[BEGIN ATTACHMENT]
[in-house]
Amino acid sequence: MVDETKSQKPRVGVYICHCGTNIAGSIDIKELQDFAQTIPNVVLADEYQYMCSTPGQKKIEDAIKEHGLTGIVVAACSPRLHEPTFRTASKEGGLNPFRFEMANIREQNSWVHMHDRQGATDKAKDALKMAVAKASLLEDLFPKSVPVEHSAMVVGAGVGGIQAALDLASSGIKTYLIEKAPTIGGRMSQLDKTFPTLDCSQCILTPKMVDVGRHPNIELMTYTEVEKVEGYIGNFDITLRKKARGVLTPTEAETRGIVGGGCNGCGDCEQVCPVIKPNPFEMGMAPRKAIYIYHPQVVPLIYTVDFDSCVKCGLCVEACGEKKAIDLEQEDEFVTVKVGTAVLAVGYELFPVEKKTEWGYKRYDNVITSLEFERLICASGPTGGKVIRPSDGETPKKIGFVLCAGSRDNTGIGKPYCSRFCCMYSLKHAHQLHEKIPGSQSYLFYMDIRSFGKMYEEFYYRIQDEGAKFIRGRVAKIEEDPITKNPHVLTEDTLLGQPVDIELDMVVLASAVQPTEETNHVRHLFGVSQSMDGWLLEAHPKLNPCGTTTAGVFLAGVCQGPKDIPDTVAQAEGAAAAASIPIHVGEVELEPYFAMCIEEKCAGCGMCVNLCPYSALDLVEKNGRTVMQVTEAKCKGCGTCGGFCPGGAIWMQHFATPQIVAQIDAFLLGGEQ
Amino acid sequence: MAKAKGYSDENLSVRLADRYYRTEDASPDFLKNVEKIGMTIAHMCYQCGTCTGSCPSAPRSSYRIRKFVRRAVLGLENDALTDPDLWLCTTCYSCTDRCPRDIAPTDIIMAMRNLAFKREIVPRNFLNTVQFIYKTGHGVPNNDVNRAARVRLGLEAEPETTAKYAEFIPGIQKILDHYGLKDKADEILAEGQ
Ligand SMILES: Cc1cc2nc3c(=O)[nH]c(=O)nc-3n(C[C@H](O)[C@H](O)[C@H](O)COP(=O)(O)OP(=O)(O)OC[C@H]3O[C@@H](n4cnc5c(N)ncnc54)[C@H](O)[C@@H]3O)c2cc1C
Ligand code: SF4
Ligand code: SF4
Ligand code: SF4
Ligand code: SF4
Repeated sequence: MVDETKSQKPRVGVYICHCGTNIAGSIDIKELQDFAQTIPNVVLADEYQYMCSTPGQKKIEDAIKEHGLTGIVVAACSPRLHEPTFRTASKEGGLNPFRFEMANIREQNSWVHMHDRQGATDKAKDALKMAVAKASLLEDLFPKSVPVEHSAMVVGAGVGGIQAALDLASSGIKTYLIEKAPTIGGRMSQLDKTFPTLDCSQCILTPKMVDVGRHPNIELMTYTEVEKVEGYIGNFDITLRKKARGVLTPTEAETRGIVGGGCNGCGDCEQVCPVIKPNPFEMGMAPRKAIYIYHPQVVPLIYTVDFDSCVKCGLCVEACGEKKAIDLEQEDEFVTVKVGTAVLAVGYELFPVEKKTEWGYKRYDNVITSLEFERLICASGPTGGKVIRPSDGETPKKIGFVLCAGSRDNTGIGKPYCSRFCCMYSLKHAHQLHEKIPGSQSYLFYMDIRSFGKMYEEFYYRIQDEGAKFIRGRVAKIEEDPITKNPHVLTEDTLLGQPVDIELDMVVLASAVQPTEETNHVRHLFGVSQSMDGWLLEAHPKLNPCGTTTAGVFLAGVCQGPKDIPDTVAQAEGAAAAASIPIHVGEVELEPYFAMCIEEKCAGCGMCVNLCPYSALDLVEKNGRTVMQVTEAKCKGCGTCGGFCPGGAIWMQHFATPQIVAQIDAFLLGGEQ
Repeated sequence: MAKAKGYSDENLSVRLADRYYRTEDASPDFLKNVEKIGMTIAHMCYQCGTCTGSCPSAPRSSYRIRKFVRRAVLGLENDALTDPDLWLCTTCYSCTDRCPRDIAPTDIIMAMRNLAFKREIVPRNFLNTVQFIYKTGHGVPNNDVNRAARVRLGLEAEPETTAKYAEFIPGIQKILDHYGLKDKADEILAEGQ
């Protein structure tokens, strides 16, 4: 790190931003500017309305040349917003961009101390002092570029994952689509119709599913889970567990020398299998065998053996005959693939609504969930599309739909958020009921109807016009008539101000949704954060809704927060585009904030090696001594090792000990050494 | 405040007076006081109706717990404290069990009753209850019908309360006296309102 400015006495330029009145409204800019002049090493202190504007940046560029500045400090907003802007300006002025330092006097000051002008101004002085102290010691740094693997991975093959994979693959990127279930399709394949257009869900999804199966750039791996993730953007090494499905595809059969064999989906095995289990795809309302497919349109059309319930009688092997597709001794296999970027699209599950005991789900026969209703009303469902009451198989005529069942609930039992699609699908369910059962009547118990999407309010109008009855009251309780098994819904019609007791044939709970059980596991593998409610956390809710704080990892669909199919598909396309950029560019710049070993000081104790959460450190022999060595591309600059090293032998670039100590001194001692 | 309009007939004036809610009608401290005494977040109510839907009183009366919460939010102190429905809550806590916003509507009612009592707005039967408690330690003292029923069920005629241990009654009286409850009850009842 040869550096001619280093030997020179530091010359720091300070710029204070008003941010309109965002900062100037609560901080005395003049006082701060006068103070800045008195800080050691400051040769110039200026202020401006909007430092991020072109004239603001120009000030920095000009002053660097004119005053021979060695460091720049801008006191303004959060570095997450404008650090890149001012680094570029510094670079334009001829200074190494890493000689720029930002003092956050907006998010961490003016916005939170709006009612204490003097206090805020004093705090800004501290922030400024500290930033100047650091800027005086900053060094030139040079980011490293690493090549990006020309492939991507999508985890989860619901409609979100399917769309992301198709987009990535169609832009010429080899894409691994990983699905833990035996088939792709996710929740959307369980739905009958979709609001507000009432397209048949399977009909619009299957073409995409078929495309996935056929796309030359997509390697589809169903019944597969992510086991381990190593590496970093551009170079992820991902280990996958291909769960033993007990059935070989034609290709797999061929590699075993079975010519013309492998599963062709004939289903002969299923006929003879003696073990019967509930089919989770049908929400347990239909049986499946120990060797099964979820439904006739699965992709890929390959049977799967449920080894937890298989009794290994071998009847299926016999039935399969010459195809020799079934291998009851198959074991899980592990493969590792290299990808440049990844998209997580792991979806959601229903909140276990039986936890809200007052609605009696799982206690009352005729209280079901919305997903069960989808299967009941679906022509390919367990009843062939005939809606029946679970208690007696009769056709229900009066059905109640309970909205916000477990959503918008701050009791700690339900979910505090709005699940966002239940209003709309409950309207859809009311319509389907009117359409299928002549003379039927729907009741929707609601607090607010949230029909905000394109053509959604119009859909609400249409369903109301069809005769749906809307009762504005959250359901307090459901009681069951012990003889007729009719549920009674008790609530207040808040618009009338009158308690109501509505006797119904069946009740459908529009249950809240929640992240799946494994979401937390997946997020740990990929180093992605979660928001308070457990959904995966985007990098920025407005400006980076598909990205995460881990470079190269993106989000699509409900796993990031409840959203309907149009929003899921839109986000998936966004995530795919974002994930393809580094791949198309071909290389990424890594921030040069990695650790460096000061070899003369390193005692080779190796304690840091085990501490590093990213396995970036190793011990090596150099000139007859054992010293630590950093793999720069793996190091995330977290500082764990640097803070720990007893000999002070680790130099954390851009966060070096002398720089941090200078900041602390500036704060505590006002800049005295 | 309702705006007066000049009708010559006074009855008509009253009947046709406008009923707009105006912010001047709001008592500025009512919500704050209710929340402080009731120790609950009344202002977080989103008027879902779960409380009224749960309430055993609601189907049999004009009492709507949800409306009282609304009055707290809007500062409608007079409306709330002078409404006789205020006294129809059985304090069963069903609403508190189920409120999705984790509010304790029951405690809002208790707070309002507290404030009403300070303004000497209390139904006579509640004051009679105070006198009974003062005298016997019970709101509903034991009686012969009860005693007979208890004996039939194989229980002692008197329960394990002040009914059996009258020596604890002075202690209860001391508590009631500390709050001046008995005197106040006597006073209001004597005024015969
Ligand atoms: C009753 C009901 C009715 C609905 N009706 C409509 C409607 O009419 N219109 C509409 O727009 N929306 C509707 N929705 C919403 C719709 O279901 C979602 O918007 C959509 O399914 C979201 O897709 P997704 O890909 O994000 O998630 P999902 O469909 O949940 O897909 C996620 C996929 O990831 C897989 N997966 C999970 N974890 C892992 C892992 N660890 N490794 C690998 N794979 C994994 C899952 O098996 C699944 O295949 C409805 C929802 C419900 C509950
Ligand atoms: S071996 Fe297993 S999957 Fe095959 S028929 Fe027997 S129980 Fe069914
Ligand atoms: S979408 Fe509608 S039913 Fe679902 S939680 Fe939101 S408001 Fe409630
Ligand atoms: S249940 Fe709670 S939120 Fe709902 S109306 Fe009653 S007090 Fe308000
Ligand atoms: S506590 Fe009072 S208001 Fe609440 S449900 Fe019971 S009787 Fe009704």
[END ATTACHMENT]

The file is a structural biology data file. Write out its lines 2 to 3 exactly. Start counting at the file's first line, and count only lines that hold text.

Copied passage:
Amino acid sequence: MVDETKSQKPRVGVYICHCGTNIAGSIDIKELQDFAQTIPNVVLADEYQYMCSTPGQKKIEDAIKEHGLTGIVVAACSPRLHEPTFRTASKEGGLNPFRFEMANIREQNSWVHMHDRQGATDKAKDALKMAVAKASLLEDLFPKSVPVEHSAMVVGAGVGGIQAALDLASSGIKTYLIEKAPTIGGRMSQLDKTFPTLDCSQCILTPKMVDVGRHPNIELMTYTEVEKVEGYIGNFDITLRKKARGVLTPTEAETRGIVGGGCNGCGDCEQVCPVIKPNPFEMGMAPRKAIYIYHPQVVPLIYTVDFDSCVKCGLCVEACGEKKAIDLEQEDEFVTVKVGTAVLAVGYELFPVEKKTEWGYKRYDNVITSLEFERLICASGPTGGKVIRPSDGETPKKIGFVLCAGSRDNTGIGKPYCSRFCCMYSLKHAHQLHEKIPGSQSYLFYMDIRSFGKMYEEFYYRIQDEGAKFIRGRVAKIEEDPITKNPHVLTEDTLLGQPVDIELDMVVLASAVQPTEETNHVRHLFGVSQSMDGWLLEAHPKLNPCGTTTAGVFLAGVCQGPKDIPDTVAQAEGAAAAASIPIHVGEVELEPYFAMCIEEKCAGCGMCVNLCPYSALDLVEKNGRTVMQVTEAKCKGCGTCGGFCPGGAIWMQHFATPQIVAQIDAFLLGGEQ
Amino acid sequence: MAKAKGYSDENLSVRLADRYYRTEDASPDFLKNVEKIGMTIAHMCYQCGTCTGSCPSAPRSSYRIRKFVRRAVLGLENDALTDPDLWLCTTCYSCTDRCPRDIAPTDIIMAMRNLAFKREIVPRNFLNTVQFIYKTGHGVPNNDVNRAARVRLGLEAEPETTAKYAEFIPGIQKILDHYGLKDKADEILAEGQ